In my next blog entry, I’ll explain how people and organizations in North Carolina have been working hard to deal with the prescription pain pill addiction problem. Based on information from the CDC, it appears my state has made some major progress, at least compared to one of our neighboring states.

Tapering off Methadone or Buprenorphine (Suboxone): Pain and Relapse

Physical pain is a relapse trigger for recovering opioid addicts, especially after they’ve tapered off maintenance medications. While on maintenance medications, most patients can no longer get high from opioids, and so are less likely to take prescribed opioid medication in destructive ways. Once off maintenance medications, patients can again feel euphoria from opioids, even when taking opioid medications as prescribed. This can lead to medication misuse and eventual relapse back into active addiction.

Pain can be acute (think broken bones or a kidney stone), or more chronic and persistent, as in chronic back pain. Acute pain by definition resolves within a short time, and there are ways to reduce the risk of relapse for the relatively short time opioids are necessary. Before a patient on maintenance medications (methadone or Suboxone) even begins a taper, he should have a clear plan for handling an acutely painful event.

Here are some ideas:

  • Tell the prescribing physician that you’ve had problems with addiction to opioids in the past. Try to use a non-opioid pain medication if possible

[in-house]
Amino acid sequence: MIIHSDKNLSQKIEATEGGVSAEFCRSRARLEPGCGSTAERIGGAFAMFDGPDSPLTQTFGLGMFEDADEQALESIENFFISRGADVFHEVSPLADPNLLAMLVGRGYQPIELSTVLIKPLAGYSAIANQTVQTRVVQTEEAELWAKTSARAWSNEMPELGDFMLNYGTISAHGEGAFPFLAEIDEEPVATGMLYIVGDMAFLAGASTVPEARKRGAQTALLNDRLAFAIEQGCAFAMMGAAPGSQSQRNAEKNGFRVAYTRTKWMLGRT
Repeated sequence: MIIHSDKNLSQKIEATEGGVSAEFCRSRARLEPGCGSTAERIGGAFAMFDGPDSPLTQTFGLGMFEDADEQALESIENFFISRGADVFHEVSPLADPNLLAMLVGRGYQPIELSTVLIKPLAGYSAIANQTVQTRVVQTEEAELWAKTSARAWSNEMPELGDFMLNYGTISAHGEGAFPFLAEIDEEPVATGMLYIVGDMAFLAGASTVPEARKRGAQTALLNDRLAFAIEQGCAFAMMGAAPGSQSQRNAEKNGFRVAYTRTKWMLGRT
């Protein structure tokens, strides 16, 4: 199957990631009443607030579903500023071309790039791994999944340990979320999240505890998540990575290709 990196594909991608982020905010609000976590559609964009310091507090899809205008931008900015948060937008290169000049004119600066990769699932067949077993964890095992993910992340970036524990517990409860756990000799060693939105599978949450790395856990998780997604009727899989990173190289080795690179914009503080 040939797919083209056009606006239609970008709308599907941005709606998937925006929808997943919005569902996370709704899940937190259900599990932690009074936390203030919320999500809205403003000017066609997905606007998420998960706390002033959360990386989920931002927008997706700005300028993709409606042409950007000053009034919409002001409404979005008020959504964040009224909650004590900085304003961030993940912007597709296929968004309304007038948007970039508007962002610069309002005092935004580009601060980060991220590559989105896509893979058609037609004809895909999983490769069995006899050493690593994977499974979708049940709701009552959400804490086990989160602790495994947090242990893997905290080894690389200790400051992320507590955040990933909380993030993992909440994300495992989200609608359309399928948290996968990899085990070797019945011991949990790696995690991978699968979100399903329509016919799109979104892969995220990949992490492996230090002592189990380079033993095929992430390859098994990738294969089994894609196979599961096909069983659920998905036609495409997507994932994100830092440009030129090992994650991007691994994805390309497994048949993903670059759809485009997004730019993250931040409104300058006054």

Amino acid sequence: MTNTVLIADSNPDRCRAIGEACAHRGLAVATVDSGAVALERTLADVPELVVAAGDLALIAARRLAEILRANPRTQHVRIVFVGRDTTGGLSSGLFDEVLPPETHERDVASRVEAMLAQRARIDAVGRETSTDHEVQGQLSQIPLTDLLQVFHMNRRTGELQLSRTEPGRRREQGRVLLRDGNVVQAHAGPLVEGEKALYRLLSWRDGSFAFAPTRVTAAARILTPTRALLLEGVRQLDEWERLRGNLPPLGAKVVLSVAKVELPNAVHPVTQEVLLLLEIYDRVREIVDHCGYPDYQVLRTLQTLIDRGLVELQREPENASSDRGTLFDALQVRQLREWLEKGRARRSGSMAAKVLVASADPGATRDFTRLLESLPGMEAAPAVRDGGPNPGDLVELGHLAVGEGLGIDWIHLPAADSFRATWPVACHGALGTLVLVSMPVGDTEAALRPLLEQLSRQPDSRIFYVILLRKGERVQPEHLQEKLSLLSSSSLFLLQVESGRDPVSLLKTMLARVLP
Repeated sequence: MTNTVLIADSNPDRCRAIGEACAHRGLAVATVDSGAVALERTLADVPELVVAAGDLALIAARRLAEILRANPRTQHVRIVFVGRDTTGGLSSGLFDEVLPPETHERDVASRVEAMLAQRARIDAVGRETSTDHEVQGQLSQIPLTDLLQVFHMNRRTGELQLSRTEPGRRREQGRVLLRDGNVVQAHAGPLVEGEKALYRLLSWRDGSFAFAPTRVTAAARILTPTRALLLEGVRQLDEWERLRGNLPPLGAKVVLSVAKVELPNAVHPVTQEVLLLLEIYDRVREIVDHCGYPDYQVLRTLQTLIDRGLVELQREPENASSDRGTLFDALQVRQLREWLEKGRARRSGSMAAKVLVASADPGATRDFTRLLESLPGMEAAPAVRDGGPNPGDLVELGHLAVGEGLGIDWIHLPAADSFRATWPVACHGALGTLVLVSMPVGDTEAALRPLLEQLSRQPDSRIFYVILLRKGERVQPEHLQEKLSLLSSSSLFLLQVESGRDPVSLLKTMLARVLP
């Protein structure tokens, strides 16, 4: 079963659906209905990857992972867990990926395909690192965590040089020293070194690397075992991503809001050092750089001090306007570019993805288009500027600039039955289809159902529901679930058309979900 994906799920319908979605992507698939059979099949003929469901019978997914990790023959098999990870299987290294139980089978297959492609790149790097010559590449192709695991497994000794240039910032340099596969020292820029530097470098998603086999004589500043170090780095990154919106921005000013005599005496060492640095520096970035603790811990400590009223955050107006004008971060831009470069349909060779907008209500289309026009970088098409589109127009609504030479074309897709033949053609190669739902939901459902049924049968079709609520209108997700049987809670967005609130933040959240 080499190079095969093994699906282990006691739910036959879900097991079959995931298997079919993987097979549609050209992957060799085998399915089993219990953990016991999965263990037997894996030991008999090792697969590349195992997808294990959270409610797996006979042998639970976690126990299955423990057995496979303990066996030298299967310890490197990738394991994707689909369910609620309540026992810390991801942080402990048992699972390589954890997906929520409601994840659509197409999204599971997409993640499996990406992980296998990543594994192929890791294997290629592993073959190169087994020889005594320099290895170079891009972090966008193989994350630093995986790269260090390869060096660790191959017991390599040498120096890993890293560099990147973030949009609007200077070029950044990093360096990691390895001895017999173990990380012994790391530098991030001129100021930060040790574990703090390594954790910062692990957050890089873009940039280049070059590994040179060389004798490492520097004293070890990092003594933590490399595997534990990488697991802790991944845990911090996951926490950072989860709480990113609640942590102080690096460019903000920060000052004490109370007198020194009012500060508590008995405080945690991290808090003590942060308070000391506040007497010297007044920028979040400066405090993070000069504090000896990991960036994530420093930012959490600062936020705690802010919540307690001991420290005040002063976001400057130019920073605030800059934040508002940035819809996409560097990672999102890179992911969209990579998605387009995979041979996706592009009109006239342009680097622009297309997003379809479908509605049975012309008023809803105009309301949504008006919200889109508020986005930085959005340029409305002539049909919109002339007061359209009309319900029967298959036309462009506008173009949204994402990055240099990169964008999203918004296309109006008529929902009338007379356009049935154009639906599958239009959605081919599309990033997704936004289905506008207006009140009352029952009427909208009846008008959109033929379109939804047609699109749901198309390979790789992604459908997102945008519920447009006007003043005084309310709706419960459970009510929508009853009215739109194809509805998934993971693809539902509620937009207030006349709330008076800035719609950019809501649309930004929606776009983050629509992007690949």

• If you have to take opioids, ask the doctor to prescribe fewer pills at a time, and have more frequent follow up visits, for more accountability
  • Have a dependable non-addict hold your pill bottle and dispense to you as prescribed.
  • Tell your circle of supporters, whether that’s friends, family, and/or your 12-step group members that you need to take pain pills, and could use extra support and accountability.
  • Read the booklet published by Narcotics Anonymous, “In Times of Illness”
  • Ask a dependable friend or family member to do daily pill counts for more accountability, if you don’t have someone that can hold your pill bottle

A patient with chronic pain obviously has a more complicated situation. Preferably, the recovering opioid addict can find some way to manage the chronic pain without opioids. If that’s possible, then the patient can slowly bring down their dose of methadone or buprenorphine, knowing that if pain returns, there’s a non-opioid way to managing it.